The businessman on his CNBC show and the weirdest place he's been asked for advice

By Robyn Ross
February 16, 2016 at 12:00 PM EST
CNBC

Marcus Lemonis has invested millions of dollars into small businesses on his CNBC series The Profit, but if you can believe it, he says his business acumen is lacking.

“I’m really not a great businessperson,” Lemonis tells EW. “I understand business and I understand numbers, but I think what I understand more than that is people. … Ultimately, I think businesses fail and people fail because they don’t have their act together.”

Three seasons in, Lemonis has taken a slew of companies, often on the verge of closing, and turned them around by examining and bettering what he calls the three P’s: People, process and product. But not every episode outcome is a success; Lemonis admits there are plenty of businesses featured on the show that have taken advantage or gotten “amnesia” about his investments.

Read on for more about those disappointments and to learn about his next venture, The Partner.

ENTERTAINMENT WEEKLY: What have you learned about business since starting the show?

MARCUS LEMONIS: I’ve learned a lot about myself. Prior to doing this show I had dealt with a lot of small businesses and big businesses, but I had never dealt with the range of characters that I’ve met on the show. I have some really bright people who are energetic and dedicated and then there’s the opposite of that. I had never learned to become a chameleon and deal with all those sorts of people and it’s helped me in life, even in my personal life, to be a lot more accepting.

What’s been the most disappointing business you’ve helped?

The most disappointing businesses, for me, are the ones where the people flat-out lie. I had one in Queens where I gave them a couple hundred thousand dollars and they started spending it on themselves. I had one in Brooklyn, a meat company, and I gave them $200,000 for Brooklyn Burger and then they got amnesia and forgot. There was a flower company in Pasadena where I renovated the whole place and made all these changes and then the owner told me in the end that I didn’t do anything. It’s when the businessowners use me.

Which have been the most gratifying to work with?

Definitely Sweet Pete’s in Jacksonville. This was a candy maker who is now a candy mogul. [And] Simple Greek out of Pittsburgh, which is a Chipotle-like model for Greek food. When I found the business it had three locations and there are now 19 franchises around the country. And then there are some this season like [Vision Quest Lighting] and [Inkkas] shoe company. I don’t just measure success on money; sometimes it’s the development of the individual. Key West Key Lime Pie Company isn’t going to be a homerun financially, but there’s a woman who worked there who was also bartending part-time and now she’s my 25-percent partner. The business used to lose $100,000 a year prior to her being there every day and now it’ll make $100,000. If people don’t think they can make it, go to Key West and talk to her.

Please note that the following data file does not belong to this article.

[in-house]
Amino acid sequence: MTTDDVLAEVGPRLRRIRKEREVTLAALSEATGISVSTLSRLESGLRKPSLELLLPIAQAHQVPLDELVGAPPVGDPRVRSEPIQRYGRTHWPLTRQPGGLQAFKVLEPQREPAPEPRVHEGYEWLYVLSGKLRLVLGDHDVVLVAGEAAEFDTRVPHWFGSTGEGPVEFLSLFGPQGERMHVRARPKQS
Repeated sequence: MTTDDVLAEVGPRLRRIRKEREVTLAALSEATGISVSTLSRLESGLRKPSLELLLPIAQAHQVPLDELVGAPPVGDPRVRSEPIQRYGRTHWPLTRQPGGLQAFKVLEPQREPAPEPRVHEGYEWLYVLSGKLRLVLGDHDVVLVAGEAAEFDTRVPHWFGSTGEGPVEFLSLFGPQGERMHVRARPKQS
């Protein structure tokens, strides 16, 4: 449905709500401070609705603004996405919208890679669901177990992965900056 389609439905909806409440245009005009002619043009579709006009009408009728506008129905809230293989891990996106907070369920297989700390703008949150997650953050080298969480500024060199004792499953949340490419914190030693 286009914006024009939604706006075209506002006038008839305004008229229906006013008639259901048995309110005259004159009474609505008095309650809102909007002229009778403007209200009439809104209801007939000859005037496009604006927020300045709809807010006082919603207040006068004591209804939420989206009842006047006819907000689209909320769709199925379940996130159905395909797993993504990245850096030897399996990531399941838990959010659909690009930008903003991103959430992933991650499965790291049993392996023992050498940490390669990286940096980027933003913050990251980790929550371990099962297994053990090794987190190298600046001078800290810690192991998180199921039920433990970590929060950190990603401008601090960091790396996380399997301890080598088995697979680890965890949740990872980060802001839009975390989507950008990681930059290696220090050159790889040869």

Do you get a lot of celebrities who want your advice?

I get a lot of celebrities that reach out, some for business and some for drinks so I’m never sure how to respond. But I get a lot of professional athletes who have made a lot of money in their craft who are smart enough to know that the sport ends and they want to know what to do next. But I tell them all the same thing: I’m not a consultant or an adviser, but if you want to invest in a small business with me I’m open to that. Most people get scared off by it. Small businesses are a risky proposition and most celebrities want a homerun.

Where’s the most bizarre place you’ve been asked for advice?

The weirdest place someone has asked me for advice was at a party where there were a lot of A-list celebrities and super wealthy people. There were people in the middle of mingling asking for investment advice and I’m like, “Hey, I’m just here to dance. I’m here to have fun!” So that’s weird. But I do like when I go to the grocery store or the gas station … when there are just working people who say, “I have this idea and I need to catch a break,” or, “I lost my job, what ideas do you have?” — I welcome it. When rich, famous people start asking for advice I’m like, maybe I need some advice because you seem to have done pretty well!

Tell us about your new show The Partner.

It’s really disconnected from The Profit and is a totally separate venture. All of the small businesses I invest in on and off the show have taken up a lot of my time and one person can only do so much. This isn’t me raising my hand for help, but I need help. In order to run a good business you need to surround yourself with good people so I’m looking for one person that can be my partner. They’ll get a half a million-dollar employment agreement over three years and they’ll get one percent of the equity of everything I own inside of this one entity. It looks like a great opportunity for them, but to be honest I think it’s a better opportunity for me to look at thousands of people and pick somebody who will be a great business partner. I don’t think I could be luckier.

The finale of The Profit airs Tuesday at 10 p.m. ET on CNBC. 

Advertisement

Comments



EDIT POST